JOHNSON COUNTY – Veterinarian Eric Barlow sat on an dirty, white bucket and rubbed a probe over a ewe’s belly, waiting for the shadowy outline of a lamb to appear on the screen before him.
“She had two last year,” said rancher Peter Camino.
“One,” Barlow said, as the sheep jumped out of the box and into a corral.
“That’s not what we want,” Camino responded. “We want to hear two.”
Barlow started giving Camino’s sheep ultrasounds about 15 years ago. They work long hours through blizzards and blazing sun. The end result, Camino says, is worth it.
He knows exactly how many lambs he may have in the spring, allowing him to plan.
“It all comes down to the bottom dollar,” Camino said. “If you can’t do it efficiently dollar-wise, you can’t stay in the business.”
And Camino knows. He’s watched friends and family drop out of the sheep ranching business across Wyoming. The nation’s sheep industry has been plagued for decades by drought, predators, high fuel and feed costs, volatile lamb prices and dwindling labor.
In 1940, more than 3.78 million sheep and lambs grazed Wyoming’s mountains and prairies, according to the Wyoming Agricultural Statistics Service. In January, Wyoming ranchers reported owning 355,000 of the animals.
But sheep ranchers hope the industry is poised for a comeback, buoyed by strong lamb prices and a resurgent market for domestic wool.
“We’ve weathered storms, droughts and blizzards,” he said. “We’ve been in the sheep business the whole time.”
A long road down
Camino’s grandfather came to Johnson County in the early 1900s as a sheep herder from the Basque region of Spain. He worked for a few years before buying enough sheep to start his own ranch and handed the business to his son in the 1960s. Peter Camino and his brother grabbed the reins about 10 years ago.
Camino blames a number of reasons for the decline including drought, predators, lamb prices, difficulty finding labor and high interest rates. As with cattle and farming, children of ranchers are moving into other industries.
Raising sheep on open range requires herders who live with and move sheep every day. The animals depend on grasses subject to whims of weather.
Mike Harriet, Camino’s cousin, ran sheep for 40 years next to Camino before selling about a decade ago.
“I got out because of coyotes and everything else,” he said. “Raising sheep is a tough road to go. If you get lucky and have a good year, you can make it, but if you aren’t lucky, you won’t.”
When the price of lambs went down, the price of tires, equipment and gas kept rising. Ranchers just couldn’t keep up, he said.
In 2013, Wyoming ranchers lost 36,000 sheep and lambs. Predators, mainly coyotes, eagles and bears, killed 17,300 of them, said Rhonda Brandt, the Wyoming State Statistician.
Weather killed 6,500 sheep and lambs, 3,000 died from lambing complications and disease killed another 1,100. Nine hundred head died of old age, 800 were poisoned and 400 were stolen.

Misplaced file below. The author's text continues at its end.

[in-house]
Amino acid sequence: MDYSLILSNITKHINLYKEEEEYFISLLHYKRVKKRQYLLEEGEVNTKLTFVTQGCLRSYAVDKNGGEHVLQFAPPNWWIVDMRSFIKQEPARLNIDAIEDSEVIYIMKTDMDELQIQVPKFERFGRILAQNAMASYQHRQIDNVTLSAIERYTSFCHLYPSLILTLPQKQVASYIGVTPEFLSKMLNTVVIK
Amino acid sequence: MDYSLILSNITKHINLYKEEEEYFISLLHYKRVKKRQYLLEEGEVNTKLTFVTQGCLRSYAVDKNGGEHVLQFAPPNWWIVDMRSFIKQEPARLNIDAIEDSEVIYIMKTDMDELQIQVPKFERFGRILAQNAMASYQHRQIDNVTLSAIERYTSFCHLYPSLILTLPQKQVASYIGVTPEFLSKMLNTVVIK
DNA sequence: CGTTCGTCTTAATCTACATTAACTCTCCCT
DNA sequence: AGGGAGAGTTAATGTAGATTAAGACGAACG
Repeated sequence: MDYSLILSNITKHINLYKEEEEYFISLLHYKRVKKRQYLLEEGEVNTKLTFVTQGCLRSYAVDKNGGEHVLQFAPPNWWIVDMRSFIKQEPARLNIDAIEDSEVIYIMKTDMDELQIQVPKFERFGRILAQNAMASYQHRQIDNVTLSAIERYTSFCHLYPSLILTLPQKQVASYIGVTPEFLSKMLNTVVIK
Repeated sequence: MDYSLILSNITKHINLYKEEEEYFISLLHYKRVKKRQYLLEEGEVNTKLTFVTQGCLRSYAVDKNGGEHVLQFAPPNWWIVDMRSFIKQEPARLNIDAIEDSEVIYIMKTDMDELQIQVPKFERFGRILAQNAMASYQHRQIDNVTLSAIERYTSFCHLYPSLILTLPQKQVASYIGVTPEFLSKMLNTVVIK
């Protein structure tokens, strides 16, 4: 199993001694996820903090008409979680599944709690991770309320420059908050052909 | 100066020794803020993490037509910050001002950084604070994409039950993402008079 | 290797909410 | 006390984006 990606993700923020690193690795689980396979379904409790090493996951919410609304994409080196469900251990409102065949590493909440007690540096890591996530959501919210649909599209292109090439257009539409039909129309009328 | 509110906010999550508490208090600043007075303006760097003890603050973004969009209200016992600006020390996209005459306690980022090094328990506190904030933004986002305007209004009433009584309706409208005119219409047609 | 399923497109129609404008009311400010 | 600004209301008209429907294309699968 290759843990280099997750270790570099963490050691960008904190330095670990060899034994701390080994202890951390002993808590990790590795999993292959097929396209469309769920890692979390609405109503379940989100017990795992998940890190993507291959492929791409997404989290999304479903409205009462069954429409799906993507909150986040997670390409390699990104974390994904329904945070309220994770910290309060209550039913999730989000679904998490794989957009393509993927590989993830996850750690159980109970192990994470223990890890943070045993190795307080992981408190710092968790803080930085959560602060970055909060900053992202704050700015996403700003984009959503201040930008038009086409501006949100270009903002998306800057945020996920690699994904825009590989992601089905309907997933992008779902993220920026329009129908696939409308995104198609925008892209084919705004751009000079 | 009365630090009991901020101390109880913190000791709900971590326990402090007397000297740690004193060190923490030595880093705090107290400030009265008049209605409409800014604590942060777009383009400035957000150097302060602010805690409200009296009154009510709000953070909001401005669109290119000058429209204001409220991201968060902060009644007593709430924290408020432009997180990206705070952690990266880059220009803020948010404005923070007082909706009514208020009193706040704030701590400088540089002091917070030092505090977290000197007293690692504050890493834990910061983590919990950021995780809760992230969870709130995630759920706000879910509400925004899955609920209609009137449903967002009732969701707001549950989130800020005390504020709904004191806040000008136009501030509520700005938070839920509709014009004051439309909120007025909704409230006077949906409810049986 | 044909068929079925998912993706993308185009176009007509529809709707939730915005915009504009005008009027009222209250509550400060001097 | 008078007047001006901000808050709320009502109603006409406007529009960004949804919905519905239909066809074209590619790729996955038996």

“When it’s storming and bad outside, I don’t regret it at all,” Harriet said. “When it’s sunny and looks like a million bucks, I’m sorry.”
A local brand
Not every sign points to despair for Wyoming’s sheep industry.
Even with low numbers, the Cowboy State produced 2.45 million pounds of wool in 2013, second in the nation only to California, Brandt said. It also receives the second most money -- $2.13 per pound-- for its wool.
Wool prices look like they may be the third highest this year than they have been in 10 years, said Larry Prager, general manager of Center of the Nation Wool, a wool marketing firm based out of South Dakota.
Most of Wyoming’s wool goes to dress military uniforms. With the advent of soft, washable wool, the product is making a national comeback in socks.
“These aren’t you’re grandpa’s gray, itchy hunting socks,” he said. “I’m talking first quality, made-in-America, washable wool socks. That has really put a lot of new business in the pipeline.”
Point of origin has also become a trend in products, something Wyoming wool growers are trying to market.
“Consumers want to know where their items come from,” he said. “No question there will be a market for wool. With a return to natural fibers, environmentally friendly textiles, wool fits that bill well.”
Jim Magagna, executive vice president of the Wyoming Stock Growers Association, thinks the sheep industry is stabilizing. Lamb prices are back up from their crash in 2011. Ranchers have incentives to increase their sheep numbers.
“As much as I would love to see it, I don’t see major growth in the industry,” he said. “But I do think I can look on the horizon and see why the decline would reverse itself and maybe stabilize and see slight growth.”
Camino is thinking of expanding. His ultrasounds showed him many of his sheep carried two lambs. This year could be a good one, he said.
“Now I know what kind of lamb crop I have, we can set up for lambing season,” he said. “Now it’s just keeping them alive.”